Parlington Hall :: Example of Fibrous Plaster Cornice

Lime Plaster Cornice

Amongst the debris of the former wine cellars, which were located at the rear of the Drawing Room, is as detailed in the header picture a large piece of plaster cornice which I have re-created in Google Sketchup. The moulding is around 5" by 7" high. The actual piece I am re-constructing and will photograph it after completion, [Time and tide wait for no man: so here it is, originally three pieces, slowwwwly being re-constructed! More to do yet, but its looking a lot more like the how it should be than when I pulled it from the ground.] is around 12" in length, as seen below; click on the image for a larger version.

Partly Reconstructed Cornice

A Note on Classical Plasterwork

Decorative plasterwork in buildings from the middle ages onward would be either; the best created by burning gypsum, a mineral form of calcium sulphate; or the more abundant, but inferior, lime plaster, calcium oxide.

Perhaps the most well known source of early gypsum plaster is from France, where large deposits under Montmarte, are know as Plaster of Paris. French plaster was sent to England as early as the thirteenth century, later with regard to its significance in building, extensive deposits were mined from Derbyshire and Nottinghamshire.

Lime plaster is too caustic to be used directly for plastering and must be slaked, that is combined with a quantity of water in order to reduce the caustic properties. Without slaking the lime blisters and bubbles, creating an unsightly finish. Seemingly the Roman's had a law forbidding the use of lime unless it had been kept for three years, during that period sufficient moisture would be taken up to have effectively slaked the lime.

Wall finishes in plaster were applied in coats, being a mixture of slaked lime, washed or clean sand and a binding agent such as horse hair. Sometimes the finishing coat was was in finer gypsum plaster, although this would be reserved for quality projects, such as country houses like Parlington.

Not only was horse hair used for binding but the gelatine obtained from boiling horses hooves provided a useful plasticiser, a mechanism for aiding the workability of the wet plaster. Other animals were not exempt from being added to the mix, cows and bullocks hair was common, but for very fine work goat hair provided the best solution.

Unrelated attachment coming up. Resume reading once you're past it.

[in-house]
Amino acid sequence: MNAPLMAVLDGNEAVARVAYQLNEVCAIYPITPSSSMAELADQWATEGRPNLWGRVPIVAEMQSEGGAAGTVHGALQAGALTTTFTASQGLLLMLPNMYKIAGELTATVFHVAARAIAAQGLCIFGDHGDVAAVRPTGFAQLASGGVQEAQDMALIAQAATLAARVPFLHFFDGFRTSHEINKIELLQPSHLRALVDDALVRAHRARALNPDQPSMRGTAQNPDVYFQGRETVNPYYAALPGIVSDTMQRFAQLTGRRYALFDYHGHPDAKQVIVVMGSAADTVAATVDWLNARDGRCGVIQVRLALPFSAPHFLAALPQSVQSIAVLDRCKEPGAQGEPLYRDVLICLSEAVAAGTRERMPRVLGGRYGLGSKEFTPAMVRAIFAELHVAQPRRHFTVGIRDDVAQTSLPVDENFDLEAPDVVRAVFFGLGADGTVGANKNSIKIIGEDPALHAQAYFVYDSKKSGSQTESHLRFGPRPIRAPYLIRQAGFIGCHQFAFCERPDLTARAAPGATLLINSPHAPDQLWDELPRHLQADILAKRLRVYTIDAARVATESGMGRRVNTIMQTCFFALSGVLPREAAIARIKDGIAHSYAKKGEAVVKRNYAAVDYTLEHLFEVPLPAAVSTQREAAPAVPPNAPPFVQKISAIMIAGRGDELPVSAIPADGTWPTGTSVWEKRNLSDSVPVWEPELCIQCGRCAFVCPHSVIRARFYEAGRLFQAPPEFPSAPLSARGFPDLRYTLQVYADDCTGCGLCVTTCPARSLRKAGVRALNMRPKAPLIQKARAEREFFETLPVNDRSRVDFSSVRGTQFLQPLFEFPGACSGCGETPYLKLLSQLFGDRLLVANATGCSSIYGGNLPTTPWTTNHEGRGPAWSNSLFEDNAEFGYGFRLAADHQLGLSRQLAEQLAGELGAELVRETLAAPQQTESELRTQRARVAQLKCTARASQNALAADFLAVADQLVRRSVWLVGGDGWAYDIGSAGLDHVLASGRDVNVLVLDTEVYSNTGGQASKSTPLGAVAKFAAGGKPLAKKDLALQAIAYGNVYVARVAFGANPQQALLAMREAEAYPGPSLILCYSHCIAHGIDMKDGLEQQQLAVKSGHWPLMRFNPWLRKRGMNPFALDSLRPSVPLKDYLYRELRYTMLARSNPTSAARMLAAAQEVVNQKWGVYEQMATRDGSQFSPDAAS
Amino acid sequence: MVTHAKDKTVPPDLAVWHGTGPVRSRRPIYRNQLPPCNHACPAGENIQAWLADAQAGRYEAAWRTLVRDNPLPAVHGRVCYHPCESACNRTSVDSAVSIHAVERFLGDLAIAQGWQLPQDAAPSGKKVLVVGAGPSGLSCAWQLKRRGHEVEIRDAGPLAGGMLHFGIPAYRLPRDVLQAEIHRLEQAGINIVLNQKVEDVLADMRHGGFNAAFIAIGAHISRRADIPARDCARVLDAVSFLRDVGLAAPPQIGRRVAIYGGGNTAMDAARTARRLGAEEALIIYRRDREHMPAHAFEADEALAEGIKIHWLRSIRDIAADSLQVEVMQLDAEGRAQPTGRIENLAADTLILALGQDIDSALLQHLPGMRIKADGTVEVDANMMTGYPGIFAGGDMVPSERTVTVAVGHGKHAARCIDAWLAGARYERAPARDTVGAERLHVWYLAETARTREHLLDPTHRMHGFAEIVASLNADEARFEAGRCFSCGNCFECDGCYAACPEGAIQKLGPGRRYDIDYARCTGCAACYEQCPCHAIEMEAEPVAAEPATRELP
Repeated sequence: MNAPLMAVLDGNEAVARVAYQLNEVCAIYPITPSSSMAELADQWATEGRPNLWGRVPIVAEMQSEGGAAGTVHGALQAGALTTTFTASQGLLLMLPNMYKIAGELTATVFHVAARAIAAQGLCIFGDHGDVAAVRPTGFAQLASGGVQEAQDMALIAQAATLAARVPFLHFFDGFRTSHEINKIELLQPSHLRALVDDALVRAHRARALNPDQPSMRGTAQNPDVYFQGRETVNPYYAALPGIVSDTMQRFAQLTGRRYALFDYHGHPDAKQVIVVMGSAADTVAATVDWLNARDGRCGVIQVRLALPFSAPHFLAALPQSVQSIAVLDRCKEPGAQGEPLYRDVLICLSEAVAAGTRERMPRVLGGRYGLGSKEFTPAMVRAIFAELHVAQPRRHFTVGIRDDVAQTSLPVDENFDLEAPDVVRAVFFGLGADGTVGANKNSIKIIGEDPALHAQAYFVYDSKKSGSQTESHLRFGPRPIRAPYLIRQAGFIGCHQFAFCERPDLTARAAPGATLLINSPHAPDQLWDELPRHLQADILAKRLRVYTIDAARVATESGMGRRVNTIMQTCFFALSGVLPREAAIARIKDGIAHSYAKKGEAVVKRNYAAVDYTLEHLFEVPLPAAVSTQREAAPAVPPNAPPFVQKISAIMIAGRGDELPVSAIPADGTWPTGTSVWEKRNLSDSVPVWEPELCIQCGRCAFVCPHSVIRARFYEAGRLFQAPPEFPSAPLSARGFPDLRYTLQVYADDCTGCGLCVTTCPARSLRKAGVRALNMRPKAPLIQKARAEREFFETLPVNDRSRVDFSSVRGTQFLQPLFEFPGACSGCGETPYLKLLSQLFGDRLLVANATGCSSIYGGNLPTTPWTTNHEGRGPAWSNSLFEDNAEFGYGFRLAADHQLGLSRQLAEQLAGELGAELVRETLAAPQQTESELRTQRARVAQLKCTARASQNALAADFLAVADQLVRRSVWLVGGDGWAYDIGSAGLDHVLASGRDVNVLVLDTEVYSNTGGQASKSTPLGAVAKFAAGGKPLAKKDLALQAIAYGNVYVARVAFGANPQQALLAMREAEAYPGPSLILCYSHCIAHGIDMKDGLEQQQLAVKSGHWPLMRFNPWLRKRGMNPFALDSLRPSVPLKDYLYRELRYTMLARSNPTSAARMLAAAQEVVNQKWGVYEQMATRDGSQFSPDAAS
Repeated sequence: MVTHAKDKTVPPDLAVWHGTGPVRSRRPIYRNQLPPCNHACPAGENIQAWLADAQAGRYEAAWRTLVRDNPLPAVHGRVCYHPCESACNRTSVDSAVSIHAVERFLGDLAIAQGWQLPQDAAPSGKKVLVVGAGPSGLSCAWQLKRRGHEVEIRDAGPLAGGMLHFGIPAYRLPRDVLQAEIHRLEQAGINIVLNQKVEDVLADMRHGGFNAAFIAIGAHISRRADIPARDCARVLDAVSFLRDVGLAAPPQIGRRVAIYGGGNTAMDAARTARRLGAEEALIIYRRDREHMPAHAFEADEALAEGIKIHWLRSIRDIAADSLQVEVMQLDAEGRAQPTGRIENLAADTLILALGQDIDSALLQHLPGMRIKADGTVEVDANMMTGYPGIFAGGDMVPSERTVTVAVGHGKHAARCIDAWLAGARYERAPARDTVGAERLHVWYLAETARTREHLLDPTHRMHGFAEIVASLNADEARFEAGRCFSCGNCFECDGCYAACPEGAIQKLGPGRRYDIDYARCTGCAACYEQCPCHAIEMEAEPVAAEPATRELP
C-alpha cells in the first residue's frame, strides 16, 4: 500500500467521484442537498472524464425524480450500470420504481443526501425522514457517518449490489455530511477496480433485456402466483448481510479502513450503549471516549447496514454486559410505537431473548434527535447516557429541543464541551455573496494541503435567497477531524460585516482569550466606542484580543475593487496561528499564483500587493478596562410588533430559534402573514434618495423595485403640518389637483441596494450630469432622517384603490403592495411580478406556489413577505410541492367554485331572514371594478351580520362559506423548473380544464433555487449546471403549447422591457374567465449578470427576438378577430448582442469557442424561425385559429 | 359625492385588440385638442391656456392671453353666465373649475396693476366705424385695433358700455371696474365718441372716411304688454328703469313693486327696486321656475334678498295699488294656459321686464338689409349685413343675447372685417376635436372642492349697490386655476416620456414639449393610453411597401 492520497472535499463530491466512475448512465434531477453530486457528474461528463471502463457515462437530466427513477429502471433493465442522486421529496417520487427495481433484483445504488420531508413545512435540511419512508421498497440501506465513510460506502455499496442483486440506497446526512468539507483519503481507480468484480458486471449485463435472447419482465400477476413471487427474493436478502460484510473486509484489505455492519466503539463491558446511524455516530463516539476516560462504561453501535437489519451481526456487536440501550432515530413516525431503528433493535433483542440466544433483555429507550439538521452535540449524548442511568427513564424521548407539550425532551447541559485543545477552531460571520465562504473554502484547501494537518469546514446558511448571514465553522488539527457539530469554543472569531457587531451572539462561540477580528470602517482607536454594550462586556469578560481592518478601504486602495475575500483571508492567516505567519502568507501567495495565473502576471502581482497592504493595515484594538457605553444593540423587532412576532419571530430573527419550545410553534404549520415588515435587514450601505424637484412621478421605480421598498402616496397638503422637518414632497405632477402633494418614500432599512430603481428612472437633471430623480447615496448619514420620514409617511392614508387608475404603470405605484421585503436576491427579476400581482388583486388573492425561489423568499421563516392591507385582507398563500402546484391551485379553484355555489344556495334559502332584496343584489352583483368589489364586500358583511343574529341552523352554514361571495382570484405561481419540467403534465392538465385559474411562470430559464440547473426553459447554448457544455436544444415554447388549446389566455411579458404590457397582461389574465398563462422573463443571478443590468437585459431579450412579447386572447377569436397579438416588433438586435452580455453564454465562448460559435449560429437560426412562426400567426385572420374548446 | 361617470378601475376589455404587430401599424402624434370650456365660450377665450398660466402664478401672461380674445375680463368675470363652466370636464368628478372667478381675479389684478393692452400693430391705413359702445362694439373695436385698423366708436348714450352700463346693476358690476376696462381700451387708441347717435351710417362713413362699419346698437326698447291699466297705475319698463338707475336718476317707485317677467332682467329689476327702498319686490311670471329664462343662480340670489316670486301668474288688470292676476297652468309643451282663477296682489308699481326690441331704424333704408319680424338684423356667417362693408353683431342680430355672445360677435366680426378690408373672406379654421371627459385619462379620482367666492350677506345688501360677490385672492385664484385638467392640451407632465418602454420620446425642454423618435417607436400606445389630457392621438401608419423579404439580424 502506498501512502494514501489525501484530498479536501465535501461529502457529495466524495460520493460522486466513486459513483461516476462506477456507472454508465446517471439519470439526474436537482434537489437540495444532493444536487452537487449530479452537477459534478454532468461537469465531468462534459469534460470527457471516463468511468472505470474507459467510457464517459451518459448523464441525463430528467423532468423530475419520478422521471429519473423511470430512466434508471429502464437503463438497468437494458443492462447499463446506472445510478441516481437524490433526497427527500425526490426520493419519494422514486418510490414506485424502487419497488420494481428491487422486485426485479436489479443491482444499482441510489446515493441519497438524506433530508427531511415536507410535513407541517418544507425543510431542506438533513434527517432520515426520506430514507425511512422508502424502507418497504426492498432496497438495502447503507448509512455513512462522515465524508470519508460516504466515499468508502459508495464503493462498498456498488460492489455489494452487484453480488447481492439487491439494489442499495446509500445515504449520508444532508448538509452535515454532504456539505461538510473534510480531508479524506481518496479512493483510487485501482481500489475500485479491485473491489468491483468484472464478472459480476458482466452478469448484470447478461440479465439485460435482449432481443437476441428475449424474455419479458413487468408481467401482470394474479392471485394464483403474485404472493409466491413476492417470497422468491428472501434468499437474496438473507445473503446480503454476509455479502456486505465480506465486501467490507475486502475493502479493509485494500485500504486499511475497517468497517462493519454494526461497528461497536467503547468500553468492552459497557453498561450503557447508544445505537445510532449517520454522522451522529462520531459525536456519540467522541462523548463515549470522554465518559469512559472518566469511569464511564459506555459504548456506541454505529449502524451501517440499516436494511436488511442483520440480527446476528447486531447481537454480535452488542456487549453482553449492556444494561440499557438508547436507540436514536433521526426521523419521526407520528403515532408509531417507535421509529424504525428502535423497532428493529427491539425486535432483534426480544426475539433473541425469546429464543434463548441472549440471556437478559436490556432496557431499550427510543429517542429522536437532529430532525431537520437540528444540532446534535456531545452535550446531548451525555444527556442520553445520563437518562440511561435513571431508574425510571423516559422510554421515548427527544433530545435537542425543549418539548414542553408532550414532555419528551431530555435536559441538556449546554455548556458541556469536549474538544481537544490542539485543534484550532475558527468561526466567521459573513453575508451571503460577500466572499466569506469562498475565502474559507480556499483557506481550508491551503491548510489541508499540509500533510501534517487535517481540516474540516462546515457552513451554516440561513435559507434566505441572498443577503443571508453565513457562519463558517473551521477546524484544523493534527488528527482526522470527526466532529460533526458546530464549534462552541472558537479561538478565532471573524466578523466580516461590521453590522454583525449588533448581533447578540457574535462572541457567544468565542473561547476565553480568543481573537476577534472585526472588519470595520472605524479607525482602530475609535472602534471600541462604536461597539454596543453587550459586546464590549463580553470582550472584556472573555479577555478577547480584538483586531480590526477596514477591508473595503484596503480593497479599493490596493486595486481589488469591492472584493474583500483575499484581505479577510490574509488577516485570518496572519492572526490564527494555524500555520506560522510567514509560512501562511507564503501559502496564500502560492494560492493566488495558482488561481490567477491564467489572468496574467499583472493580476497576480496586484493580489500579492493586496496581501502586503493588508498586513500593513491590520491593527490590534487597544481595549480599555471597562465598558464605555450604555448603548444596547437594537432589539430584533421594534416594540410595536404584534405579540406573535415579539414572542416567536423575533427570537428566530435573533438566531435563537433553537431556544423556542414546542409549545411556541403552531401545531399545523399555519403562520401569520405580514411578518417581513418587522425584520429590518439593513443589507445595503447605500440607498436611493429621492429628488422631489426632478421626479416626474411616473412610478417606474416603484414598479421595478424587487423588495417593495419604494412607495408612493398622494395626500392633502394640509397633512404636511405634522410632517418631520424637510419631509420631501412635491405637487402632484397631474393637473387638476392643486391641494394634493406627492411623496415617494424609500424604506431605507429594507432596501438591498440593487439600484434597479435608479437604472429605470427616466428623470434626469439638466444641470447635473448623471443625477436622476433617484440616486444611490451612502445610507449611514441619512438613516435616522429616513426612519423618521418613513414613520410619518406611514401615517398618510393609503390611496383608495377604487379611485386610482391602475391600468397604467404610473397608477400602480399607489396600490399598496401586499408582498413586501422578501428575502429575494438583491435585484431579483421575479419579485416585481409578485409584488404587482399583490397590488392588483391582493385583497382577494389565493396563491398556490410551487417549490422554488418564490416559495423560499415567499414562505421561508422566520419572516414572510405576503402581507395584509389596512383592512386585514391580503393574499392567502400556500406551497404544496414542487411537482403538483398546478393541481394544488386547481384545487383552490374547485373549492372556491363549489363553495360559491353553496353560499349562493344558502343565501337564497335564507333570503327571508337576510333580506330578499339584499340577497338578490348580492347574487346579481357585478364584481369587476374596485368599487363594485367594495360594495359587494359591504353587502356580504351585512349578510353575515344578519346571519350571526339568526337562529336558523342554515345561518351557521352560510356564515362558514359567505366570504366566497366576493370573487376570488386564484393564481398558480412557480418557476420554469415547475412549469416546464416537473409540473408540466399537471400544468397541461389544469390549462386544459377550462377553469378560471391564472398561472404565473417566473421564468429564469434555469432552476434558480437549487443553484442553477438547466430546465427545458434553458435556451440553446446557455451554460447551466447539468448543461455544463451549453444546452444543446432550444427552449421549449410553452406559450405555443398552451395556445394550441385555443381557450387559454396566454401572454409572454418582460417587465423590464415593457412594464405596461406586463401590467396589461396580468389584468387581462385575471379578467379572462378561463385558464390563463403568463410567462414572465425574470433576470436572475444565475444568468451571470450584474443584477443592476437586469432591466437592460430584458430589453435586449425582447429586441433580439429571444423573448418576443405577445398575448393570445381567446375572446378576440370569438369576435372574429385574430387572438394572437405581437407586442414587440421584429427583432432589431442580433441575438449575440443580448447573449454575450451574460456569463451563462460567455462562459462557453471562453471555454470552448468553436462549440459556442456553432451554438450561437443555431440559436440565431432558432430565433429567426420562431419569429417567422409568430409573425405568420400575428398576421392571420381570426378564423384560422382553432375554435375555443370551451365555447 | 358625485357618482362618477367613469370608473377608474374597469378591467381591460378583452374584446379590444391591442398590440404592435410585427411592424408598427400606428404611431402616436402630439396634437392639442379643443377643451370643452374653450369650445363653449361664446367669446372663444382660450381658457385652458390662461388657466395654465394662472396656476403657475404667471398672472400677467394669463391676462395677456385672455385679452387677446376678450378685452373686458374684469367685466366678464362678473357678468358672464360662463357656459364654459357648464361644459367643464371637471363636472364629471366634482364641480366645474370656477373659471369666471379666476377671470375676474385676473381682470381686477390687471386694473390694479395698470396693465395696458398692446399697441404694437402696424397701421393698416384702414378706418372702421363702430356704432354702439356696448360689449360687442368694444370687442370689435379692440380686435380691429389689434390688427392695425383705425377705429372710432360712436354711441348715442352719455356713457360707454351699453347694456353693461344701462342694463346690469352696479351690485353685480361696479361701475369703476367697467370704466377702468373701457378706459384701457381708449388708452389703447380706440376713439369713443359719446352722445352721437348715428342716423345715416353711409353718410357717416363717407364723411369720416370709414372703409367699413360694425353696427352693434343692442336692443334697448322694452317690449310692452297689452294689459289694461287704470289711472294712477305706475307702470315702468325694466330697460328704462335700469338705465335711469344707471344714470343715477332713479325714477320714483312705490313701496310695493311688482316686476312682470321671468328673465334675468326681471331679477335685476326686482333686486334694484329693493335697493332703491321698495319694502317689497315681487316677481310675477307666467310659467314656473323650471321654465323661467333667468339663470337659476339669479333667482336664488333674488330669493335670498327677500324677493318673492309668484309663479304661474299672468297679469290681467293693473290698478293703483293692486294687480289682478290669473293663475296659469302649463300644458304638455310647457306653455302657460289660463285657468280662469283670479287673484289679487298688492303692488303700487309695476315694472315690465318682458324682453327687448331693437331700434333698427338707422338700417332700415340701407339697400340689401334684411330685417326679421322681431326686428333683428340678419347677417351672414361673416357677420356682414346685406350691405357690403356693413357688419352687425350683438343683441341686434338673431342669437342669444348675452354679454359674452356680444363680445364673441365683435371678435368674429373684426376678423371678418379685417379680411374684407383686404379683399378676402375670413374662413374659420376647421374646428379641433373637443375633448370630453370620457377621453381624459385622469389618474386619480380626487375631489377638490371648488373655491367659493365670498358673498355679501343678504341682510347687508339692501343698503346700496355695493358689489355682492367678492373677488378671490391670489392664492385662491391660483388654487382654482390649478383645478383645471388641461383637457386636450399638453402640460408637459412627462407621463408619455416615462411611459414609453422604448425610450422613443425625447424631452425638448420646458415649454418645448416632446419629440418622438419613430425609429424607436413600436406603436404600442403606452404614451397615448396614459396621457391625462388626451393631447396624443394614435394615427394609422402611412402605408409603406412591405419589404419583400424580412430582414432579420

Plaster has a close cousin, termed stucco and I have never been quite clear as to the distinction, however an eminent Italian architect and painter of the sixteenth century, Giorgio Vasari, described the basic difference between plaster and stucco. Namely the additon of slaked lime of marble dust in lieu of sand and hair, this would account for the ability to create a polished surface to such decorations, giving a fine sheen with lasting durability. I have seen it stated that stucco is for external usage, whilst this is so, it does not follow that it would not also be used for internal decoration.

Cornice Style

The cornice at the head of the page, is probably late Georgian, if it has come from the Drawing Room section, certainly not the Baroque style that might have been undertakien by Vassali in the Dining Room and associated rooms built for Sir Edward Gascoigne.

The Georgian style takes from the classic period and the following sketches are based on three principal geometric styles used by classical designers.

Cyma Recta

Cyma Reversa

Cavetto

West Wing Cornice

Mouldings take the form of combinations of these basic shapes and although many are similar, there are no fixed designs, the picture below is of the cornice style found on the first floor of the remaining West Wing.

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Notes

The book mentioned below was obtained as it seemed possible that it might have references to one of the craftsmen mentioned in Sir Edward Gascoigne's diaries of the 1730's. He stated as follows: March 15th 1732, bargained with Mr Vassali to do my chappel according to plan with a window and ceiling in ye Tribune...Thus I had hoped that some pieces of the work of Mr Vassali might be discovered amongst the remains of the demolished building. The pieces mentioned here are probably later, I suspect from the upper storey of the Drawing Room section. Mr Vassali is mentioned in the book in various places as having been employed in numerous Stately Homes, this may be worth exploring in more detail in the future.

References

The information on classical plastering has been enhanced by information sourced from the highly regarded book Decorative Plasterwork in Great Britain, by Geoffrey Beard. First published by Phaidon Press Ltd 1975 ISBN 0 7148 1686 8.

The inner cover flap of the book states: Decorative plasterwork was created by skilled craftsmen, and for over four hundred years it has been an essential part of the interior decoration of the British Country House...

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